Politics, open government, and safe streets. And the constant incursion of cycling.

Month: November 2008 Page 1 of 8

On Mumbai

Like many of you, I spent much of the past few days glued to coverage of the terrorist attacks in Mumbai.  Like a number of you, the places I saw burning on the screen were spaces I’ve moved through.  Taken in.  And as with millions and millions of others, Mumbai was made a part of my time on this planet.   It is, at once, a completely foreign and utterly familiar place.  It is against that backdrop – and the experience of terrorists attacking my own city – that I found myself very much agreeing with this piece by Suketu Mehta:

The terrorists’ message was clear: Stay away from Mumbai or you will get killed. Cricket matches with visiting English and Australian teams have been shelved. Japanese and Western companies have closed their Mumbai offices and prohibited their employees from visiting the city. Tour groups are canceling long-planned trips.

But the best answer to the terrorists is to dream bigger, make even more money, and visit Mumbai more than ever. Dream of making a good home for all Mumbaikars, not just the denizens of $500-a-night hotel rooms. Dream not just of Bollywood stars like Aishwarya Rai or Shah Rukh Khan, but of clean running water, humane mass transit, better toilets, a responsive government. Make a killing not in God’s name but in the stock market, and then turn up the forbidden music and dance; work hard and party harder.

If the rest of the world wants to help, it should run toward the explosion.

Run toward it.

Update: Leopold Cafe is open for business.  This is how you do it.

10:15/Saturday Night: Hello Tomorrow


Tomorrow, for sure.

Weekend Music: No Estoy Aquí Edition

Gotan Project – Diferente


Estoy Aqui


Still Moving

A Brief Pause

There will be a brief pause in the action here at Blacknell.net for the next few days.  On a quick trip, and convenient access just isn´t at hand.  If I can remedy that, I´ll be back.  Otherwise, see you Friday.  Happy Thanksgiving and all that.

Responsibility, Personal and Otherwise

Scott Horton has a short piece at Harpers that I hope everyone at the Department of Justice will read.  I also invite you to read the whole thing.  In case you don’t feel like clicking, though, I’m going to borrow a little more than I should:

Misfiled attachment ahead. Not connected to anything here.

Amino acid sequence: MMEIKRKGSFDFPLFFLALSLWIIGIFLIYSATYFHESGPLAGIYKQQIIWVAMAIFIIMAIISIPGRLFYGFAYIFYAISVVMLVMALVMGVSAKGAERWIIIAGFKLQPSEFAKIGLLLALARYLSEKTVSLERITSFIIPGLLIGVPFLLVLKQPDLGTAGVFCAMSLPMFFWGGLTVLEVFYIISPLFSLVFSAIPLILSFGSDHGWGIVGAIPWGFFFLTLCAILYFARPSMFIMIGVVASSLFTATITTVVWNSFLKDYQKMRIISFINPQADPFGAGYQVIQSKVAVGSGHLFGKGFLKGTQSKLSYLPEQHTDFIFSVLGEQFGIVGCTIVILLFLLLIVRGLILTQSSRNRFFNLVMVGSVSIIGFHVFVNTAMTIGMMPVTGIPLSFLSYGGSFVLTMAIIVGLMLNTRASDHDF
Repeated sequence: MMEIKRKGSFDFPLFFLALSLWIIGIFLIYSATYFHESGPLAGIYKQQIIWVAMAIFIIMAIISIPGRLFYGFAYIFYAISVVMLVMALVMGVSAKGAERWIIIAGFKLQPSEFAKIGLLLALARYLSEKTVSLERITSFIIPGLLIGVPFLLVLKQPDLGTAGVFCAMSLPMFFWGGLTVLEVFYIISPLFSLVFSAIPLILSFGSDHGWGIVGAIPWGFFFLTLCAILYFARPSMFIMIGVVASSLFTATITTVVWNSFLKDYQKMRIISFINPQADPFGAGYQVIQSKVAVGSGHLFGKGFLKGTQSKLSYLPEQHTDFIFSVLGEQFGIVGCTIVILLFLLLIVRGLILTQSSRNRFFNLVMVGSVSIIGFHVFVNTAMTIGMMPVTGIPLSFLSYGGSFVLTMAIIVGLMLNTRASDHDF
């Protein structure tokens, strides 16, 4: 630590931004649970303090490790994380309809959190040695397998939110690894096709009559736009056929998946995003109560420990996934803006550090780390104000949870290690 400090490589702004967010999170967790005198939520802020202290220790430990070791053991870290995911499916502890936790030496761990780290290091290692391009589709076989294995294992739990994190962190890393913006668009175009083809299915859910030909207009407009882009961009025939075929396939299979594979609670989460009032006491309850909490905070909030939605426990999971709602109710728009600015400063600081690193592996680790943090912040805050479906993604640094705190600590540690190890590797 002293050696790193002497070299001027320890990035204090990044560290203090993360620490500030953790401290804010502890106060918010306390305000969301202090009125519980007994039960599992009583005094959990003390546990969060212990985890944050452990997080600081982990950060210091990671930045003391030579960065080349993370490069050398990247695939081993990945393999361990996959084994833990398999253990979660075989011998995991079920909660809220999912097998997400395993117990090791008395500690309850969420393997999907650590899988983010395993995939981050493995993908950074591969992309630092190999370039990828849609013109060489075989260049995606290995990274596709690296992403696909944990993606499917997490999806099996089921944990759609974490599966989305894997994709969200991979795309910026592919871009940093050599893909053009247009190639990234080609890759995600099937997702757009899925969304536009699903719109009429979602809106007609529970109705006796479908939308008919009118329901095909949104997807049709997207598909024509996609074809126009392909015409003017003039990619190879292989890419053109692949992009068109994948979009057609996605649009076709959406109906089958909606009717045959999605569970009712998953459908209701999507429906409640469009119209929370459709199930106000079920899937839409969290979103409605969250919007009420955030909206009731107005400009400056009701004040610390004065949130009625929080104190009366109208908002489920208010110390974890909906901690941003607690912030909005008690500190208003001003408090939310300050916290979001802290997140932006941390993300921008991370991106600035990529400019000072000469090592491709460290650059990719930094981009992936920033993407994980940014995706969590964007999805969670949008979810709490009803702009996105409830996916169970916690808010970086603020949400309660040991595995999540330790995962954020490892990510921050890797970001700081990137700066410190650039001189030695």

The most remarkable part of the [new report entitled “Guantánamo and Its Aftermath , as prepared by The Human Rights Center of the University of California] is certainly the forward written by Patricia Wald, one of the nation’s most respected retired federal appellate judges. Judge Wald has a credential that few of her colleagues share: she left the court of appeals to serve as a war crimes tribunal judge for Yugoslavia and she also served as a member of the Commission President Bush constituted to look at the false allegations of WMDs in Iraq. Judge Wald compared the current allegations surfacing about detainee abuse authorized by President Bush with the cases she examined coming out of the war in Yugoslavia—that resulted in the indictment and conviction of a number of political leaders in the Balkans. Here’s what she has to say:

There are bound to be casualties when any nation veers from its domestic and international obligations to uphold human rights and international humanitarian law. Those casualties are etched on the minds and bodies of many of the 62 former detainees interviewed for this report, many of whom suffered infinite variations on physical and mental abuse, including intimidation, stress positions, enforced nudity, sexual humiliation, and interference with religious practices.

Indeed, I was struck by the similarity between the abuse they suffered and the abuse we found inflicted upon Bosnian Muslim prisoners in Serbian camps when I sat as a judge on the International Criminal Tribunal for the former Yugoslavia in The Hague, a U.N. court fully supported by the United States. The officials and guards in charge of those prison camps and the civilian leaders who sanctioned their establishment were prosecuted—often by former U.S. government and military lawyers serving with the tribunal—for war crimes, crimes against humanity and, in extreme cases, genocide.

There should be no confusion about what is being said here. One of America’s most prominent judges–and one of our few judicial experts on war crimes–is saying that the factual basis exists to charge officials of the Bush Administration. The test is fairly simple: is the United States now prepared to apply to itself the same legal standards that the United States applied to political leaders in the former Yugoslavia? It is in the end a simple question of justice. And a question of whether the United States is prepared itself to live by the standards it imposes on others.

This is fundamental.

Globalization . . .

means that you should worry about this:

China’s job outlook is “grim,” and the global financial crisis could cause more layoffs and more labor unrest until the country’s economic stimulus package kicks in next year, the nation’s minister of human resources and social security said Thursday.

[ . . . ]

China is most concerned about the growing labor unrest, the human resources minister, Yin Weimin, said at a news conference. The increase in unrest has paralleled the increase of business and factory closings and job losses.

I Wondered How Long It Would Take

to see Robert Rubin’s name in a piece like this.

10:15/Saturday Night: Here’s Hoping


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